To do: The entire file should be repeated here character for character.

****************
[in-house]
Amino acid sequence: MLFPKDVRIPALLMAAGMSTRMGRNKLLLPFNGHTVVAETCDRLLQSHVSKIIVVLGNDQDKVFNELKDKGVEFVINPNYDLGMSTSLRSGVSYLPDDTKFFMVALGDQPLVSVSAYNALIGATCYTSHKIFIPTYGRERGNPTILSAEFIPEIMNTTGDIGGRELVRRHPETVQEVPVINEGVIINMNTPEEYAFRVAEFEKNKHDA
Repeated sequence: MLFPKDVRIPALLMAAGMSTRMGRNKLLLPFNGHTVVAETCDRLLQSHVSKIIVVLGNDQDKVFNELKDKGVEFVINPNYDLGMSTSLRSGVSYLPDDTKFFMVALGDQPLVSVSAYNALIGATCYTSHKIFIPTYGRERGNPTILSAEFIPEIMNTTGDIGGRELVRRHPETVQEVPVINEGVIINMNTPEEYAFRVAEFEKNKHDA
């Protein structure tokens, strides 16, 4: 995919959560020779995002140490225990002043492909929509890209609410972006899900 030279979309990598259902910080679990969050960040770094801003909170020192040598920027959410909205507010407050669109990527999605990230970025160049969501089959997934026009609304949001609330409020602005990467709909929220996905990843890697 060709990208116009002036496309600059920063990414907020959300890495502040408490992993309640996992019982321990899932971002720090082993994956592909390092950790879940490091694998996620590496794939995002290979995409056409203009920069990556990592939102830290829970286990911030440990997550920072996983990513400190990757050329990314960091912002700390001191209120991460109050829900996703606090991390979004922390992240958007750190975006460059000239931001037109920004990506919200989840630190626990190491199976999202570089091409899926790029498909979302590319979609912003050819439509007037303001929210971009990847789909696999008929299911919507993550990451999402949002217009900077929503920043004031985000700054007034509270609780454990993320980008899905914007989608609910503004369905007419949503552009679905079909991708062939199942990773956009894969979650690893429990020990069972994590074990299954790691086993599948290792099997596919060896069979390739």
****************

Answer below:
[in-house]
Amino acid sequence: MLFPKDVRIPALLMAAGMSTRMGRNKLLLPFNGHTVVAETCDRLLQSHVSKIIVVLGNDQDKVFNELKDKGVEFVINPNYDLGMSTSLRSGVSYLPDDTKFFMVALGDQPLVSVSAYNALIGATCYTSHKIFIPTYGRERGNPTILSAEFIPEIMNTTGDIGGRELVRRHPETVQEVPVINEGVIINMNTPEEYAFRVAEFEKNKHDA
Repeated sequence: MLFPKDVRIPALLMAAGMSTRMGRNKLLLPFNGHTVVAETCDRLLQSHVSKIIVVLGNDQDKVFNELKDKGVEFVINPNYDLGMSTSLRSGVSYLPDDTKFFMVALGDQPLVSVSAYNALIGATCYTSHKIFIPTYGRERGNPTILSAEFIPEIMNTTGDIGGRELVRRHPETVQEVPVINEGVIINMNTPEEYAFRVAEFEKNKHDA
């Protein structure tokens, strides 16, 4: 995919959560020779995002140490225990002043492909929509890209609410972006899900 030279979309990598259902910080679990969050960040770094801003909170020192040598920027959410909205507010407050669109990527999605990230970025160049969501089959997934026009609304949001609330409020602005990467709909929220996905990843890697 060709990208116009002036496309600059920063990414907020959300890495502040408490992993309640996992019982321990899932971002720090082993994956592909390092950790879940490091694998996620590496794939995002290979995409056409203009920069990556990592939102830290829970286990911030440990997550920072996983990513400190990757050329990314960091912002700390001191209120991460109050829900996703606090991390979004922390992240958007750190975006460059000239931001037109920004990506919200989840630190626990190491199976999202570089091409899926790029498909979302590319979609912003050819439509007037303001929210971009990847789909696999008929299911919507993550990451999402949002217009900077929503920043004031985000700054007034509270609780454990993320980008899905914007989608609910503004369905007419949503552009679905079909991708062939199942990773956009894969979650690893429990020990069972994590074990299954790691086993599948290792099997596919060896069979390739």